You can also use shop bought spices here. See in the recipe below. Keep your spices in a sealed container and use well within the use by date on the packet. Smell them, if they don’t smell of much, they won’t add much to the curry.
Rojan Gosh – filled with influence from the Mughals andPersia, this dish has a fascinating history
Most UK curries are different from those in India. Generally that is. In most of the Indian Restaurants in the UK, there is very tasty food, but it’s been modified to meet our Western palates. There are of course some incredible, authentic Indian restaurants in the UK, but the curries I find that most people enjoy and associate with Indian cooking, are not what I eat in India. We seem to prefer the big, rich flavours of Northern Indian cooking, much of which was influenced by the great Mughal Empire, who brought a lot of influences from Persia and surrounding areas. For me, that’s what curries represent, a melting pot in so many ways.
I’m just not sure if there is the same approach with spices. Many curries I eat in the UK seem to lack the vibrancy and fragrance of an curry in India. I must investigate this further. Where’s the magic gone? I was born in Leicester, a town with a rich Indian restaurant heritage, so I know where to get a mighty fine curry. But it’s not a standard. So we’ve three choices, go to Leicester, jump on a plane to Delhi, or make your own?
We’re going to Kashmir……
Kashmir is a stunning region in the very North West of India, and a very good song of course (click here for Led Zep’s version of Kashmir). Apparently Robert Plant had never even been to Kashmir when he wrote it, just liked the sound of it. Maybe he just loved a good Rojan Gosh?
Kashmir borders Pakistan and historically has seen many foreign invaders cross through it, down into the Gangetic Plain, from Alexander the Great to the Persians, although I don’t want this to sound like a history lesson, I’m just fascinated with a dish like Rogan Gosh (loosley translates as ‘Rojan’ – to stew, ‘Gosh’ – red). A delicious plateful of history.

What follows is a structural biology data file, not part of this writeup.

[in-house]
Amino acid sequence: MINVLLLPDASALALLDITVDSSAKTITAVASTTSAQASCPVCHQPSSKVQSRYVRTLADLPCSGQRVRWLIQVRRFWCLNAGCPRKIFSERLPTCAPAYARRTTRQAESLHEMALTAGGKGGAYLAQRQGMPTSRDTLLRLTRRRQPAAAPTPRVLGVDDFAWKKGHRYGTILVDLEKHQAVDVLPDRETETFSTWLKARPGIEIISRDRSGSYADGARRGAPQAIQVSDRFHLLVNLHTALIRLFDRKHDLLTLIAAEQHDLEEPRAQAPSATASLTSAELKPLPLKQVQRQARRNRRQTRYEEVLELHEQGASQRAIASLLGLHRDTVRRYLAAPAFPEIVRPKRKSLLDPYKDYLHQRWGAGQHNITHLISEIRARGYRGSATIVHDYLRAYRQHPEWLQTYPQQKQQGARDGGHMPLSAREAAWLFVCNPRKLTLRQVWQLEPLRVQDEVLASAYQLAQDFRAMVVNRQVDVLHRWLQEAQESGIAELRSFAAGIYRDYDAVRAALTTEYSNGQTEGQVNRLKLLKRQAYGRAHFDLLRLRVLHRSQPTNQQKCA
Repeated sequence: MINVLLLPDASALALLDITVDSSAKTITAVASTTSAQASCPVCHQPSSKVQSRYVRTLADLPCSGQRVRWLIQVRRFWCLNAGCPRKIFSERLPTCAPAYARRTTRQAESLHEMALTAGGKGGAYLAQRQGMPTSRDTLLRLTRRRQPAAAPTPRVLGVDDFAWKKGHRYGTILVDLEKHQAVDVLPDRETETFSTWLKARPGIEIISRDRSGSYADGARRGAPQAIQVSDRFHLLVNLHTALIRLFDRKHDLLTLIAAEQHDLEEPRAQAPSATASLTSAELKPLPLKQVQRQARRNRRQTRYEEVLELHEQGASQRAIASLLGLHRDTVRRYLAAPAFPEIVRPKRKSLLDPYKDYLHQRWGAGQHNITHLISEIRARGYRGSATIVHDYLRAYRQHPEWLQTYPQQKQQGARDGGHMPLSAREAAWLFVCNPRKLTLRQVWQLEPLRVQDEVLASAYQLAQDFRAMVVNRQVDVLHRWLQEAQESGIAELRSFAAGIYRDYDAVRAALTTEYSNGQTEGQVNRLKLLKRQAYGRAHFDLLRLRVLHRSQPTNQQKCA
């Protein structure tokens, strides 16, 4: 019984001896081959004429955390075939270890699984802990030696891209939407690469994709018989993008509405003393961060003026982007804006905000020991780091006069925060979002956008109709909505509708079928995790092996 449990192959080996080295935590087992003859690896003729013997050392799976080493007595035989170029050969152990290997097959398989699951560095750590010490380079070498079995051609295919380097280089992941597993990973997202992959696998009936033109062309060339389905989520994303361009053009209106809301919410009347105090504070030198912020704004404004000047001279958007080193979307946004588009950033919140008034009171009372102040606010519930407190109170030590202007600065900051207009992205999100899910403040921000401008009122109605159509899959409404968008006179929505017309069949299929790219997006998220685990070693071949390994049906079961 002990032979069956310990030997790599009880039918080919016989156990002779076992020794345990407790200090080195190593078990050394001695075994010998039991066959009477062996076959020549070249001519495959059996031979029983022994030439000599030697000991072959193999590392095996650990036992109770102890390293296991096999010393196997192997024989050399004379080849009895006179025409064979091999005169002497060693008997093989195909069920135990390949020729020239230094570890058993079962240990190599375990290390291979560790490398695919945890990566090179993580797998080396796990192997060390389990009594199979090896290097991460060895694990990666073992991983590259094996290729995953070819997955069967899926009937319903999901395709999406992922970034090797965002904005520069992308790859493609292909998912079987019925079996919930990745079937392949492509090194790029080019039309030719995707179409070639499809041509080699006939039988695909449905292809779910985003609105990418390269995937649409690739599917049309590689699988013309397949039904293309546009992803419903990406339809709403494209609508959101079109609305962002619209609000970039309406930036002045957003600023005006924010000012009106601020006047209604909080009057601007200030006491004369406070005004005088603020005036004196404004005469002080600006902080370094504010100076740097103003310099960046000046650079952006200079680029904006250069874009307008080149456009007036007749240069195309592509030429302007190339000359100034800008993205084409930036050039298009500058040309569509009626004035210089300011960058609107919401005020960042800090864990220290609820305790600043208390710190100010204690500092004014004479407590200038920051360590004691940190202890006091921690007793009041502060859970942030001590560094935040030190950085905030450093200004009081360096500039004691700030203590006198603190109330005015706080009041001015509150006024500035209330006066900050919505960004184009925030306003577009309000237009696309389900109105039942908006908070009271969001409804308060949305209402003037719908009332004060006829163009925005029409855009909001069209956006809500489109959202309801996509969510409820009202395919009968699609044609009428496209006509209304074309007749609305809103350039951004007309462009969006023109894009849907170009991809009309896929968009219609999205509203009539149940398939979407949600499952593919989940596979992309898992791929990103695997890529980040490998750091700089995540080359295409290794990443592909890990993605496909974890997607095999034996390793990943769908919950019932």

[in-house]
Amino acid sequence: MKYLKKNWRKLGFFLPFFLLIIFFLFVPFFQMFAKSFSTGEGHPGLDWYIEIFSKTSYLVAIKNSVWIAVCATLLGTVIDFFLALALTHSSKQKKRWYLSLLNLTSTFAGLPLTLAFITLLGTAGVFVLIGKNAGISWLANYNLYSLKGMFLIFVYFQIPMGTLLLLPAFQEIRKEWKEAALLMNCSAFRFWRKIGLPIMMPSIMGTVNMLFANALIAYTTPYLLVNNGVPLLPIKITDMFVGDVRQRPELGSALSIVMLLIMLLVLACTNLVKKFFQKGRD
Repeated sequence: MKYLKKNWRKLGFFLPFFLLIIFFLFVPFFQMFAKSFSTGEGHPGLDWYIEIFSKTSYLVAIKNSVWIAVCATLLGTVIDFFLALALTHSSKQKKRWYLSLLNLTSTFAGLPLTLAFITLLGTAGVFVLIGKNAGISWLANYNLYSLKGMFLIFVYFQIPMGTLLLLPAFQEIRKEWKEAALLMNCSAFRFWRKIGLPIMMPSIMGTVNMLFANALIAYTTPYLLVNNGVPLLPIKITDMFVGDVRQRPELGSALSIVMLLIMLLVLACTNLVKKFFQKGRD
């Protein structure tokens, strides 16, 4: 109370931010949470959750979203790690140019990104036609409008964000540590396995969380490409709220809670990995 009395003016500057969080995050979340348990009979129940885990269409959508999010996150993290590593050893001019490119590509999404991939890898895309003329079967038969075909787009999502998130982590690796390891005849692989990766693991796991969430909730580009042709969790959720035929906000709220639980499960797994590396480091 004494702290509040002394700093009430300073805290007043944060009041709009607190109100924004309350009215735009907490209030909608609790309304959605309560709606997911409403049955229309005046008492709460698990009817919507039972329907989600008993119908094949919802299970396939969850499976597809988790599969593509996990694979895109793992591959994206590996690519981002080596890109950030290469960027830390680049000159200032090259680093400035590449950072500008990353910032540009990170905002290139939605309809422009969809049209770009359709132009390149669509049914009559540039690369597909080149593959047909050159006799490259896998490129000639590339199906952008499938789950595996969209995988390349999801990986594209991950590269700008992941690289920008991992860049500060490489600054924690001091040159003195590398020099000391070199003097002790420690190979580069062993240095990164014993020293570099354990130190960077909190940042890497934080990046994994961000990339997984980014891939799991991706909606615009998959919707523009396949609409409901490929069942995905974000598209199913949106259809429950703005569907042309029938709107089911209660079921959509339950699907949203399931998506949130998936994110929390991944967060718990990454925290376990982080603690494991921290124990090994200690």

The well used BHK Dhaba
I’ve gone for mushrooms and squash here because they’re seasonal and I love them. But you can use similar vegetables, carrots, potatoes, peppers, whatever takes your fancy. The key here is the sauce. That’s where the magic is!
I mentioned that this was traditional, that was a small, white lie. It is pretty traditional, but in Kashmir they may use something called Cockscomb Flower to give the curry a more reddish hue. But I’m happy with this colour.
Kashmiri chillies are quite important here. You’ll find them in most supermarkets and especially Indian/ Asian food shops. They are milder than many chillies. We want lots of chillies in the Rojan Gosh masala, but not loads of heat.
If you don’t have dried Kashmiri chillies, that’s cool, go for chilli powder or cayenne pepper, anything to add a little heat to the curry.
Saffron can also be added here, but I think it just gets lost with the other spices and is basically a waste of our precious, and not inexpensive, saffron.
When I mention coconut cream, I mean the cream off a tin of coconut milk. That means, the thick bit. Adds lovely creaminess. Yoghurt is best, unsweetened soya yoghurt, now available in most supermarkets (wahoo!)